Enter your mobile number or email address below and we'll send you a link to download the free Kindle App. Then you can start reading Kindle books on your smartphone, tablet, or computer - no Kindle device required.
To get the free app, enter your mobile phone number.
|Print List Price:||£8.99|
Save £3.30 (37%)
Breath: Film Tie-In Kindle Edition
|New from||Used from|
Audio Download, Unabridged
Customers who bought this item also bought
Would you like to tell us about a lower price?
What other items do customers buy after viewing this item?
Top customer reviews
There was a problem filtering reviews right now. Please try again later.
Winton's writing is what makes everything worthwhile, and the startling developments in the education of young Pikelet, friend of Loony, who is equally in thrall to their surfing guru, Sando. For me, the novel takes off when Pikelet grows tall and brawny (he's fifteen) and falls for Sando's wife Eva. It is not a pretty story by any means, particularly when one finds that Eva's preferred method of achieving orgasm is via autoerotic asphyxiation, using a cellophane bag and Pikelet's rough-hewn hands, a technique favoured by female adherents, apparently and otherwise known as scarfing or terminal sex. In the words of John Lennon - whatever gets you through the night - I suppose.
I don't mean this to sound risible, for it is only when you raise your head and close the book that you realise how strangely hypnotised you have been. Winton's writing draws you in, takes your scepticism and shoves it back down your throat. You only begin to see how difficult it will be write about this book when you sit down at your desk and turn the computer on. Read it and see.
It is this elemental world that is at the heart of Tim Winton's new novel Breath and it is about people fronting up to the elements in an attempt to free themselves from the drabness of their provincial lives.
The narrator is the nearly-50-year-old Brucie Pike. He is a paramedic and is called in one night to deal with an adolescent suicide, which he recognises is not a suicide at all, but a case of masturbatory auto-asphyxiation gone wrong. For reasons which emerge later on in the novel, this sad event spurs Pike into a recollection of his teen years, those years of coming of age when life is lived at its most intense, most meaningful but, in many ways, most ignorant and most painful.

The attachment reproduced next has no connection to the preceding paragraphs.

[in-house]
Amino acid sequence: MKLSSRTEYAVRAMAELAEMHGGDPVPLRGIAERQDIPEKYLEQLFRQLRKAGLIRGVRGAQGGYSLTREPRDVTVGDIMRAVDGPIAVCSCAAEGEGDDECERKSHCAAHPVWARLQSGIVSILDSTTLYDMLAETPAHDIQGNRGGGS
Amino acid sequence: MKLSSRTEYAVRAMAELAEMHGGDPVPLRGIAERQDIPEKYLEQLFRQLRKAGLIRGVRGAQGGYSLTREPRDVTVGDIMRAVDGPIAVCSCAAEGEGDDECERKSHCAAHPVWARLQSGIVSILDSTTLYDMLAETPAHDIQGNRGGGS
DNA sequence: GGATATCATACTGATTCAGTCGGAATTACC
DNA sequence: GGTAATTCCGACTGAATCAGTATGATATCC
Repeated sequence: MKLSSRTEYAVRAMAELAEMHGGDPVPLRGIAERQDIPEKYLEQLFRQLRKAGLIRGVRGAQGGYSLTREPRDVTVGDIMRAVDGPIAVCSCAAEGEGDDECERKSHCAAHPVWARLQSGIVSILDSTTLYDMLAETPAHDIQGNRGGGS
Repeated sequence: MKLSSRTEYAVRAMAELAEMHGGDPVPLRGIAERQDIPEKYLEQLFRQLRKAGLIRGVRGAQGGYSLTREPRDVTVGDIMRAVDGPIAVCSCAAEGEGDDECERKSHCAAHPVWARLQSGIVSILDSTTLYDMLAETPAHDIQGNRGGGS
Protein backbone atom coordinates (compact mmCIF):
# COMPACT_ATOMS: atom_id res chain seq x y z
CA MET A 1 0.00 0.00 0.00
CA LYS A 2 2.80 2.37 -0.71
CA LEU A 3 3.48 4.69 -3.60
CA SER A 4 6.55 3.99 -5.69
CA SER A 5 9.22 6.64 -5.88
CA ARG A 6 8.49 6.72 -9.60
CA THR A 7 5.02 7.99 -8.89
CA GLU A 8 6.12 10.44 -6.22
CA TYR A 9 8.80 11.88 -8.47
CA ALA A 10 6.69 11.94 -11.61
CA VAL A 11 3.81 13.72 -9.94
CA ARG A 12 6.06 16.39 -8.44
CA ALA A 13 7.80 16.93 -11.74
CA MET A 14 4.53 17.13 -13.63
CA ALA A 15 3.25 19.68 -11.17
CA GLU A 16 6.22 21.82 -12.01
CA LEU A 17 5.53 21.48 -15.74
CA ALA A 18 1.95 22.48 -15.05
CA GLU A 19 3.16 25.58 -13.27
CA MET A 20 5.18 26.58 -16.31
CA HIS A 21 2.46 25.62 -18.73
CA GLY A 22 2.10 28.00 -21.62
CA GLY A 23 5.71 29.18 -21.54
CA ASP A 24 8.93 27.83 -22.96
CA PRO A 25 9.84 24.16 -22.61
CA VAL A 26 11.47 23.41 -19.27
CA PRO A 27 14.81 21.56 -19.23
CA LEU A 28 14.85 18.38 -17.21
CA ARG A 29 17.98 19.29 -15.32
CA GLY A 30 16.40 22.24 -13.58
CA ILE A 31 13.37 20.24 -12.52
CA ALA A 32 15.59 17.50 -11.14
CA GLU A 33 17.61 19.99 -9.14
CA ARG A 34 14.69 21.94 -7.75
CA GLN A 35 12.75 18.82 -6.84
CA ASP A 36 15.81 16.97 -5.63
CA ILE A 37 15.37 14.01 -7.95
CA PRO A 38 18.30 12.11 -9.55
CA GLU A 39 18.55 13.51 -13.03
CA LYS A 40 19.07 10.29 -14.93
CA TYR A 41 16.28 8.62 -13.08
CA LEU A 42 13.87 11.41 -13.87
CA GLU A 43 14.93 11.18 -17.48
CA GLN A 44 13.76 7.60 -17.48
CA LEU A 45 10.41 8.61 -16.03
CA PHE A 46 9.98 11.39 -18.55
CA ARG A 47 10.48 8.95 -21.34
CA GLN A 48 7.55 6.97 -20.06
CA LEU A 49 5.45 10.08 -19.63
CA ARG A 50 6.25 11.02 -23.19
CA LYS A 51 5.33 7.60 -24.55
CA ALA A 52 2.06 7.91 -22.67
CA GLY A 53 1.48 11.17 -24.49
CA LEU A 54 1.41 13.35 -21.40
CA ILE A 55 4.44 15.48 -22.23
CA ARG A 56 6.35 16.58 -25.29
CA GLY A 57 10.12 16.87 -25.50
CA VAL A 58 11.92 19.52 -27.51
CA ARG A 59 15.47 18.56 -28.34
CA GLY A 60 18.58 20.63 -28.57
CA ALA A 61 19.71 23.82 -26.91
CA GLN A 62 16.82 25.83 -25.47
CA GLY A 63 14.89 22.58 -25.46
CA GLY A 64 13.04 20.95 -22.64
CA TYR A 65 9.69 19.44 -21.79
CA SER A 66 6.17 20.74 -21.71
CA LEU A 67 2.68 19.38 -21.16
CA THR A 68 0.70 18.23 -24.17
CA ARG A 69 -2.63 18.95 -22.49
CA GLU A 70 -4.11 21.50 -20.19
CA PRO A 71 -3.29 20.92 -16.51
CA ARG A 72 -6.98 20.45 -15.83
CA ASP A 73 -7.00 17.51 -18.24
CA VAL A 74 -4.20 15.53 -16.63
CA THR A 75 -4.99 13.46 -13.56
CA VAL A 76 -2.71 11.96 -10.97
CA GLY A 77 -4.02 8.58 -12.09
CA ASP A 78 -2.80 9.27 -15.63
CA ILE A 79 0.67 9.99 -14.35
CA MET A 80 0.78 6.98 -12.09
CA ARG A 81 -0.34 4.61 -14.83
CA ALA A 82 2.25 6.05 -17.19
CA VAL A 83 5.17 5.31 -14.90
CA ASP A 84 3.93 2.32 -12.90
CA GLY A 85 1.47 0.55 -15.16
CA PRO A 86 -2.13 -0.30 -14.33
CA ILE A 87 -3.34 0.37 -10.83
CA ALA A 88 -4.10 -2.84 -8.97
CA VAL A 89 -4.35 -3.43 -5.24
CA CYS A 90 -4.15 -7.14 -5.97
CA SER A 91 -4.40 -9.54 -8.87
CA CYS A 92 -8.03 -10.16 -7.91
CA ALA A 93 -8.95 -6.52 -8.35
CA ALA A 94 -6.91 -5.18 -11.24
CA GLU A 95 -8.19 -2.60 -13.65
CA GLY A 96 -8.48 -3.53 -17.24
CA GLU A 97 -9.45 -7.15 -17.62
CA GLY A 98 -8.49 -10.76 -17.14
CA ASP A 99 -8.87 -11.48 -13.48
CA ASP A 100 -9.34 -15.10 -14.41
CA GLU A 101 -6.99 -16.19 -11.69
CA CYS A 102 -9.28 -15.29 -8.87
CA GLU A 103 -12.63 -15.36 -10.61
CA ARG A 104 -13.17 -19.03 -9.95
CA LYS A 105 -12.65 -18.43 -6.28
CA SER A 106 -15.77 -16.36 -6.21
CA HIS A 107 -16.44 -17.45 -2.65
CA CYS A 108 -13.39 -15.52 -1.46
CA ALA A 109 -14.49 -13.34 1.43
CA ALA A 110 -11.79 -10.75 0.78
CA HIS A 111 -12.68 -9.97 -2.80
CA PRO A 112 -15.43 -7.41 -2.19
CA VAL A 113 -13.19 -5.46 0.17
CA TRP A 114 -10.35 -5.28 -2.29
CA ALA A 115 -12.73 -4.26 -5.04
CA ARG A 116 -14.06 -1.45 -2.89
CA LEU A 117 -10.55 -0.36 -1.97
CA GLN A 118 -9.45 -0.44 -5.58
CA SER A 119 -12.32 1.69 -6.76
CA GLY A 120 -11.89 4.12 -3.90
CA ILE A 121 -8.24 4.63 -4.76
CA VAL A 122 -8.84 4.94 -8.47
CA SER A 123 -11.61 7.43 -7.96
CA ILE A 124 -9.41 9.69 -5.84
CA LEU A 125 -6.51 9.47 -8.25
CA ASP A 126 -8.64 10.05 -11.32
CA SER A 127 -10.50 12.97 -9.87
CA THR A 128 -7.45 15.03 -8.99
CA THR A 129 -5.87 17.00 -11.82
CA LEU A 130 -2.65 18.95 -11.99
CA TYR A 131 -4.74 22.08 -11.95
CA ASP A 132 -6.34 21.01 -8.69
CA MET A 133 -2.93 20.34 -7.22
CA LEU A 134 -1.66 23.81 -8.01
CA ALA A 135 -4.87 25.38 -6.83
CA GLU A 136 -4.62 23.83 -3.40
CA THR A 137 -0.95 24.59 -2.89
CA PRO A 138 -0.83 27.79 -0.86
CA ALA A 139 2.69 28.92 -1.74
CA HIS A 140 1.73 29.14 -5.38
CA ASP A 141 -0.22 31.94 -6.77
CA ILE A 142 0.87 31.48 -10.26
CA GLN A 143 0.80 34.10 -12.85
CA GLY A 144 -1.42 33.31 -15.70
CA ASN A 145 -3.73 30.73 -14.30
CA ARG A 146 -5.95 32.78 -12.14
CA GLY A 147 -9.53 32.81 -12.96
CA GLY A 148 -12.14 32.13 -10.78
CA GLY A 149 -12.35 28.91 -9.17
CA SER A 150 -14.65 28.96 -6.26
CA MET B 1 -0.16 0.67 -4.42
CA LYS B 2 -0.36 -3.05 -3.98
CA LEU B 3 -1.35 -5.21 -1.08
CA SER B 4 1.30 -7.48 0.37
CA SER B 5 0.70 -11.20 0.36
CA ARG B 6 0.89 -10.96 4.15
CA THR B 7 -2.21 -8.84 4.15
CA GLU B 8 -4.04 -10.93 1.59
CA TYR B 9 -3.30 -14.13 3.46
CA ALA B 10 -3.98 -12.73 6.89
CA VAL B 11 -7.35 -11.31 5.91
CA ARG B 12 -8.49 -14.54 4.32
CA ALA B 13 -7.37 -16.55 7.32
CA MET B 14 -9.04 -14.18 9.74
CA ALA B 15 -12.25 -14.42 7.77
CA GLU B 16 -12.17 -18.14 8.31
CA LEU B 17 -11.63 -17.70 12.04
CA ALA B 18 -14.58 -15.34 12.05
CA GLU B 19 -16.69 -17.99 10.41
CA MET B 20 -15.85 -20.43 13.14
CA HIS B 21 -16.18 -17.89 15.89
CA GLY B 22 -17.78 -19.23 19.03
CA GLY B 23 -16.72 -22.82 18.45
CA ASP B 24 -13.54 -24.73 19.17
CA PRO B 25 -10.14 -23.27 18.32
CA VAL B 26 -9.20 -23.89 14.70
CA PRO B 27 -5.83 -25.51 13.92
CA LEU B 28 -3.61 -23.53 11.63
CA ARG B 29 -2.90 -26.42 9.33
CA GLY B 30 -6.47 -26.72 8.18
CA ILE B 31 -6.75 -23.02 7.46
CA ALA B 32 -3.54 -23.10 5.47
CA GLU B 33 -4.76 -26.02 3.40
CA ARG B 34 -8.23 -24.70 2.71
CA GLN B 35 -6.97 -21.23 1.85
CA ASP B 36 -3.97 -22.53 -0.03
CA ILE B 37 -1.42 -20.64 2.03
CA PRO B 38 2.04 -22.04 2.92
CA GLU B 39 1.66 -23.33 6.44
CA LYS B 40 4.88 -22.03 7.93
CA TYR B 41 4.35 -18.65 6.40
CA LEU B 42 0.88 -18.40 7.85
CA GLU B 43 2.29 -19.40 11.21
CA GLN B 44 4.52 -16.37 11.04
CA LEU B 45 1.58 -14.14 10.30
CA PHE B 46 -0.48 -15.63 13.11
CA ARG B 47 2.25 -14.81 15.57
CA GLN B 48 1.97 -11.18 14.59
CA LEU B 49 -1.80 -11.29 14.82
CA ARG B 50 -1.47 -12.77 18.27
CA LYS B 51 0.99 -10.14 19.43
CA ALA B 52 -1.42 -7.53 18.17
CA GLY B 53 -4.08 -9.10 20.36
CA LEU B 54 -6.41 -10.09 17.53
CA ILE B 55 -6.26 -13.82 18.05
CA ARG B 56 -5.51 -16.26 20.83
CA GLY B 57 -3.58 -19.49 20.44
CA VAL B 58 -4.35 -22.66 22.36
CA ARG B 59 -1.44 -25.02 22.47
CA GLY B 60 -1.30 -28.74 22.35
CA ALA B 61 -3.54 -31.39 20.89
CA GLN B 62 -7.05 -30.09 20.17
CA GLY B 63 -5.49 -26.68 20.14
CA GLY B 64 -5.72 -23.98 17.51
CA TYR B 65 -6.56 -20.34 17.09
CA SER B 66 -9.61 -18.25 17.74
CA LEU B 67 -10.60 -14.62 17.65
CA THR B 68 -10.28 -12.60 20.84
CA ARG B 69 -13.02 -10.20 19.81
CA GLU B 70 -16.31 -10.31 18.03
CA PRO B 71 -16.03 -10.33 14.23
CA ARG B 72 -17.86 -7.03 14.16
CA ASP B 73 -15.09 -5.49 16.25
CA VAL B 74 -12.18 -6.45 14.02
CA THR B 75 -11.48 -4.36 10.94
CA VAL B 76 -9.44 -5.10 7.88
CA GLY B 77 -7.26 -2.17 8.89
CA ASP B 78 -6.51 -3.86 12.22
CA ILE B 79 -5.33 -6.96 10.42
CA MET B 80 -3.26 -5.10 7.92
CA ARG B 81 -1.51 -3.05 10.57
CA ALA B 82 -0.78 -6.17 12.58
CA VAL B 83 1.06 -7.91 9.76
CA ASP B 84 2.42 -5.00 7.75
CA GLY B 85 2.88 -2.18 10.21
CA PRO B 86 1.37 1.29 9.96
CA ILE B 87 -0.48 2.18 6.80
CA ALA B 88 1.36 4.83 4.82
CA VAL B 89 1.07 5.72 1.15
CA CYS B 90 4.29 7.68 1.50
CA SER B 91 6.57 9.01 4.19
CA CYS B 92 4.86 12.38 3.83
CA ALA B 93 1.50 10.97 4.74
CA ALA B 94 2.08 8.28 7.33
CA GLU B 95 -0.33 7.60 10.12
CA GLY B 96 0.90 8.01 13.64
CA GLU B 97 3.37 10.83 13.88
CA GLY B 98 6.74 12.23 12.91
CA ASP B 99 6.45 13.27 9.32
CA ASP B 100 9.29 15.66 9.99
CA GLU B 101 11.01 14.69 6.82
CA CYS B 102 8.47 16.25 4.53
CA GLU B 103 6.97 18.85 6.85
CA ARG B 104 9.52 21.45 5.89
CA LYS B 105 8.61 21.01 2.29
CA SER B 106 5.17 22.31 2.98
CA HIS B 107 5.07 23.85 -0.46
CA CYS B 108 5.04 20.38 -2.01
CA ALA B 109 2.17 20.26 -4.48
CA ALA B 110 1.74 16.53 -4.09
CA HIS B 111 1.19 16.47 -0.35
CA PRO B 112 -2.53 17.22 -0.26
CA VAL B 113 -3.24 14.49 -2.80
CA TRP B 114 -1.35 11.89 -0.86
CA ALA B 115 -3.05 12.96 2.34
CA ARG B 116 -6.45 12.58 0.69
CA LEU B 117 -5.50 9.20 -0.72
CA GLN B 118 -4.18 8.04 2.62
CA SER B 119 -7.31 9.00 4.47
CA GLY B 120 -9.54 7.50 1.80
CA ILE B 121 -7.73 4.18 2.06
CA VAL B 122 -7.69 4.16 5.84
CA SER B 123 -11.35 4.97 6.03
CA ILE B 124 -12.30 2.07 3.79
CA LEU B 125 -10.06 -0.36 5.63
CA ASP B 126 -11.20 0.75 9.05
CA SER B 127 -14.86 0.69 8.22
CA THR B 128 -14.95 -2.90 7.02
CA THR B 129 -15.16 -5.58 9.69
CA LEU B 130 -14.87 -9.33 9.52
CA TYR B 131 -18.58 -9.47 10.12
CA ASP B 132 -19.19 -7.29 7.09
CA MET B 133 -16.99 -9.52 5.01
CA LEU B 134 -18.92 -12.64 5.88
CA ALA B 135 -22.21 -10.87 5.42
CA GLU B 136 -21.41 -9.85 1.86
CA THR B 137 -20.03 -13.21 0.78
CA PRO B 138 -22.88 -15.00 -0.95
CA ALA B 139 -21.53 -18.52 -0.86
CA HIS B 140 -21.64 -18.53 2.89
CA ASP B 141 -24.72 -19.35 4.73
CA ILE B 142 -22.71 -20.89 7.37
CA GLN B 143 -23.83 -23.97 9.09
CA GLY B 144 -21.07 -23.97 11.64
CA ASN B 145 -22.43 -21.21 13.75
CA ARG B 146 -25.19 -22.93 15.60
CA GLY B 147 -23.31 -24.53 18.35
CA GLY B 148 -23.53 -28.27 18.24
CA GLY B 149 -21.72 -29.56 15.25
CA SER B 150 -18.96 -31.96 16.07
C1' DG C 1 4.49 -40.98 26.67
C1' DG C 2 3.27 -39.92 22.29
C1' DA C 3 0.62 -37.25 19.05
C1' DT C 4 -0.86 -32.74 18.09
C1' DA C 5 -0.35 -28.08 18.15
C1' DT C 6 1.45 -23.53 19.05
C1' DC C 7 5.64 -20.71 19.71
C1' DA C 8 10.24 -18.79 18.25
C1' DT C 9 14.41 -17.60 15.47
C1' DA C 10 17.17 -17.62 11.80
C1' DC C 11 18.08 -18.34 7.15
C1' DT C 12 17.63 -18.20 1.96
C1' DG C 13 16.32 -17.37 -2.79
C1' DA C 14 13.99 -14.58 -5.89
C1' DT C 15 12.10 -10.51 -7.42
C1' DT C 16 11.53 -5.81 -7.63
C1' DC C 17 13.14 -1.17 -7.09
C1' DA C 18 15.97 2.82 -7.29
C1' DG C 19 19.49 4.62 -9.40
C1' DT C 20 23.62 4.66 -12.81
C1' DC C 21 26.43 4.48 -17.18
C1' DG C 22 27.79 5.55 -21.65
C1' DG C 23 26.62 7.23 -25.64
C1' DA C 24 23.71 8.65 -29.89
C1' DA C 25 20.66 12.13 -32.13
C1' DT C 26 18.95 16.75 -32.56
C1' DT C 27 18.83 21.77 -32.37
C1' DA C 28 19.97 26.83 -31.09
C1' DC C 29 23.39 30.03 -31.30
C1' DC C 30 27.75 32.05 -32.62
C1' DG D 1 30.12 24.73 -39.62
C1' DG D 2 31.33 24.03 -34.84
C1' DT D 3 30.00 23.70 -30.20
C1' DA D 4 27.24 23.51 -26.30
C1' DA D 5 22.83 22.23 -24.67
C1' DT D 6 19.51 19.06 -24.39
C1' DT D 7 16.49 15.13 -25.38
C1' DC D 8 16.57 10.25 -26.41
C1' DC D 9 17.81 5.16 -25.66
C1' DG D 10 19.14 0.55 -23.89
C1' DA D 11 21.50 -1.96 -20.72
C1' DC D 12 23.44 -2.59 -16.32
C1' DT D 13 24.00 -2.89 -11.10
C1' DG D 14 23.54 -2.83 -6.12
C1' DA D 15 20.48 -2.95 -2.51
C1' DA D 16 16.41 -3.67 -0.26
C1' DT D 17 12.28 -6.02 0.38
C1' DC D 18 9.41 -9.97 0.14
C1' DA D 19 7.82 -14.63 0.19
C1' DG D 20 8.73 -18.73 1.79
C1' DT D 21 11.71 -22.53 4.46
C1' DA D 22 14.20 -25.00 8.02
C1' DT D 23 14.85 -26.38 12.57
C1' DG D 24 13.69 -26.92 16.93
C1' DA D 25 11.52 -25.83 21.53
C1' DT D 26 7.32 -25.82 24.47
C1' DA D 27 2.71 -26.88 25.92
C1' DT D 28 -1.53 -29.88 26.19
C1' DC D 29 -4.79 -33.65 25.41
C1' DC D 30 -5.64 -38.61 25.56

And Breath is nothing if not intense. Pike's adolescent relationship with his fearless mate, Loonie, and their interaction with the non-conformist married couple Sando and Eva are at the heart of the 200-page story. These people push themselves to the edge, embracing fear, paradoxically, to overcome their fear, and in doing so, experiencing momentary transcendence - the adrenalin rush, the feeling of being purely alive. The boys, under Sando's tutelage, surf the most menacing waves they can find; Eva's rush comes from - or came from - extreme freestyle skiing.
And yet this elemental intensity - almost faultlessy depicted by Winton - is tempered, through Pike's eyes, by a profounder sense of reality. Loonie may be fearless - but he is emotionally blind; he could not be the narrator of the story. Sando is not as free-spirited as he first appears. Eva, after a bad skiing accident, is semi-crippled and embittered, existing out there on the edge, perversely so, as events in the novel later reveal.
So the surf may be pure white, but the undercurrents are dark and deep. Only Pike, in spite of everything, is a survivor - because he has one foot on the land, one foot in the water. It is only he, in a pivotal episode in the novel, who sees the futility of trying to surf the Nautilus - the extremest of extreme breakers - because it is not a real surfer's wave; it doesn't allow for the "pointless beauty" of riding the long waves in - the recognition of which suggests a kind of hard-won, precariously balanced maturity that none of the other protagonists, in this beautiful and richly-observed novel, manage to achieve.
Would you like to see more reviews about this item?
Most recent customer reviews
The surfing descriptions make you want to head to the coast today. Sad but inspiring.